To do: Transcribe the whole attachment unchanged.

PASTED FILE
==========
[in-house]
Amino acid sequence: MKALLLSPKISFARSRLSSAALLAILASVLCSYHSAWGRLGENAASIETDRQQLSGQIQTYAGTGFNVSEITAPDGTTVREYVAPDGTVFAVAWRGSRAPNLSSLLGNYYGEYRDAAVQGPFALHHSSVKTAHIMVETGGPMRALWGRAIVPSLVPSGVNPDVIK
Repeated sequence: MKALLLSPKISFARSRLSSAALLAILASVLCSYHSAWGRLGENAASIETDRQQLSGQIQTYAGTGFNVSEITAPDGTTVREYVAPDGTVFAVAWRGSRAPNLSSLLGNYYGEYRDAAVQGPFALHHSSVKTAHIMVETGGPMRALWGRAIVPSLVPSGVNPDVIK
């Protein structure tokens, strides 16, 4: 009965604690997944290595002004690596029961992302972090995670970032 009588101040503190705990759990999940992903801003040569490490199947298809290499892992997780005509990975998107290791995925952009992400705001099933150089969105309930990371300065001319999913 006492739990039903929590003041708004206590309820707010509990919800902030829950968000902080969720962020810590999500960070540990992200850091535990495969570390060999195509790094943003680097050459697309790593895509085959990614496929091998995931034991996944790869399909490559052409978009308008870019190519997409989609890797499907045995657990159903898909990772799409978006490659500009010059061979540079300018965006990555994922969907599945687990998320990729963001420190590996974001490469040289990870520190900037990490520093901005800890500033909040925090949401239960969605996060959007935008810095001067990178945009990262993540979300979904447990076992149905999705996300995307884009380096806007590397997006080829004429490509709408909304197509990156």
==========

[in-house]
Amino acid sequence: MKALLLSPKISFARSRLSSAALLAILASVLCSYHSAWGRLGENAASIETDRQQLSGQIQTYAGTGFNVSEITAPDGTTVREYVAPDGTVFAVAWRGSRAPNLSSLLGNYYGEYRDAAVQGPFALHHSSVKTAHIMVETGGPMRALWGRAIVPSLVPSGVNPDVIK
Repeated sequence: MKALLLSPKISFARSRLSSAALLAILASVLCSYHSAWGRLGENAASIETDRQQLSGQIQTYAGTGFNVSEITAPDGTTVREYVAPDGTVFAVAWRGSRAPNLSSLLGNYYGEYRDAAVQGPFALHHSSVKTAHIMVETGGPMRALWGRAIVPSLVPSGVNPDVIK
């Protein structure tokens, strides 16, 4: 009965604690997944290595002004690596029961992302972090995670970032 009588101040503190705990759990999940992903801003040569490490199947298809290499892992997780005509990975998107290791995925952009992400705001099933150089969105309930990371300065001319999913 006492739990039903929590003041708004206590309820707010509990919800902030829950968000902080969720962020810590999500960070540990992200850091535990495969570390060999195509790094943003680097050459697309790593895509085959990614496929091998995931034991996944790869399909490559052409978009308008870019190519997409989609890797499907045995657990159903898909990772799409978006490659500009010059061979540079300018965006990555994922969907599945687990998320990729963001420190590996974001490469040289990870520190900037990490520093901005800890500033909040925090949401239960969605996060959007935008810095001067990178945009990262993540979300979904447990076992149905999705996300995307884009380096806007590397997006080829004429490509709408909304197509990156």